Karlis Bardelis Nears End of His Round-The-World Trip

On June 21, Karlis Bardelis reached Africa and has almost completed his human-powered, round-the-world journey. The last stage of his circumnavigation saw him row 4,800km from Malaysia to Somalia. He was initially supposed to land in Tanzania but changed his plan in the final days of his journey. He has not divulged why, but updates on his journey suggest it was because of damage to his boat.

[Editor’s note: A later story explains the last-minute change of plans.]

A six-year journey

Bardelis began his epic journey in 2016. He started in Namibia and rowed, as part of a pair, to Brazil. In 2018, he restarted in Brazil and cycled on a tandem bicycle to Lima, Peru, with his then-girlfriend. They pedaled the 5,400km in 102 days.

Starting in 2018, he solo rowed 26,000km across the Pacific, landing in Malaysia after 715 days. He became the first person to row from South America to Asia.

Bardelis sits in his tiny cabin on his ocean rowboat.

A long wait

Bardelis had planned to continue, but COVID forced him to pause his circumnavigation. He flew back to Latvia and waited.

A year and a half later he was back in Malaysia, ready to recommence his challenge. When he arrived in December 2021, his boat, Linda, had suffered some water damage. He made repairs and then figured out the final stage of his journey. Rowing across the Malacca Strait was almost impossible due to strong headwinds. To avoid this, he cycled 850km across Malaysia to Kuala Perlis, the new starting point for his final row. He pushed off in January 2022.

His next stop was Sri Lanka. There were two reasons for this, he needed to cross an antipodal point, and he wanted to pick up Dimitri Kieffer. Kieffer paused his own circumnavigation to join Bardelis and learn the ropes of ocean rowing. The kindred spirits rowed together for nine days before Kieffer hopped off the boat in the Maldives to continue his own expedition. Bardelis tackled the remaining 3,900km solo.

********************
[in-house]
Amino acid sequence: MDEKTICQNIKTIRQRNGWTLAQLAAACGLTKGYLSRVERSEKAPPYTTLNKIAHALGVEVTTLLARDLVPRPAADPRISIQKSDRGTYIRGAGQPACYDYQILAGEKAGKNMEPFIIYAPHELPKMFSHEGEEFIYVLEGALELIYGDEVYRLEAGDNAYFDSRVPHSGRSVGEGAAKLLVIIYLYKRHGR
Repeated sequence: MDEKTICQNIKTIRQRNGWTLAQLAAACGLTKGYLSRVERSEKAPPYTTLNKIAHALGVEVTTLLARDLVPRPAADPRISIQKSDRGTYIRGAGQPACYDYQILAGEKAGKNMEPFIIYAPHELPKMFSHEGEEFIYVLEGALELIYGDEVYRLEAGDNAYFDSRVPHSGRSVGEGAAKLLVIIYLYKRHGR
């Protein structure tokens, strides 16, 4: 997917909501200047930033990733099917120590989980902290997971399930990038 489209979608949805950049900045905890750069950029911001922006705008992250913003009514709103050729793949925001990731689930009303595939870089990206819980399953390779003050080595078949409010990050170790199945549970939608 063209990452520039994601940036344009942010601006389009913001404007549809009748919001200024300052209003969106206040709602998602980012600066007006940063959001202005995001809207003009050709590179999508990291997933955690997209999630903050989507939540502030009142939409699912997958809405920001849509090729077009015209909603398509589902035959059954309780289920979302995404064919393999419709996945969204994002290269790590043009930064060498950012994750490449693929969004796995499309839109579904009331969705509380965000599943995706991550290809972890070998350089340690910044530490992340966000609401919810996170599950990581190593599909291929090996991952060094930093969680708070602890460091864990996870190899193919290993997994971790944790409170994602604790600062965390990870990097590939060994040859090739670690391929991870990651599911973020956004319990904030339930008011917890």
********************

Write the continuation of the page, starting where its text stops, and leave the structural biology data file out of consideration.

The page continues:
Bardelis at sea, covering his head from the sun and holding up the peace sign with his fingers.

Photo: Bored of Borders

A tough home straight

The last stage of his journey has been fraught. The first few weeks saw winds push him the wrong way. Next, he had to cut one of his anchors loose as he was unable to retrieve it from the deep corals it was stuck in. On numerous occasions, he had to row for over 20 hours straight to ensure his boat did not drift backward.

At the start of June, he still had 1,000km left to paddle. Huge waves and strong winds were throwing him off course and he began to question if he would be able to land in Tanzania. “I really don’t know where I will land, but one thing I know for sure, it is 1,000km until Africa,” he wrote on social media.

Just days later the situation worsened. The metal binding that held his steering rudder in place broke. He attempted to fix it using a rope but it was far from ideal. On June 12, with 407km left, his boat capsized. He lost his glasses, water pot, toilet bucket, and sunscreen to the ocean.

Bardelis sits in his row boat at sea, watching the sun set behind him.

Photo: Bored of Borders


On June 21, he landed in Kismaayo, Somalia. There are few details about his final few days at sea, or his landing in Somalia, other than that he is safe.

Bardelis is now making his way back to Latvia.

Rebecca McPhee

Rebecca McPhee is a freelance writer for ExplorersWeb.

Rebecca has been writing about open water sports, adventure travel, and marine science for three years. Prior to that, Rebecca worked as an Editorial Assistant at Taylor and Francis, and a Wildlife Officer for ORCA.

Based in the UK Rebecca is a science teacher and volunteers for a number of marine charities. She enjoys open water swimming, hiking, diving, and traveling.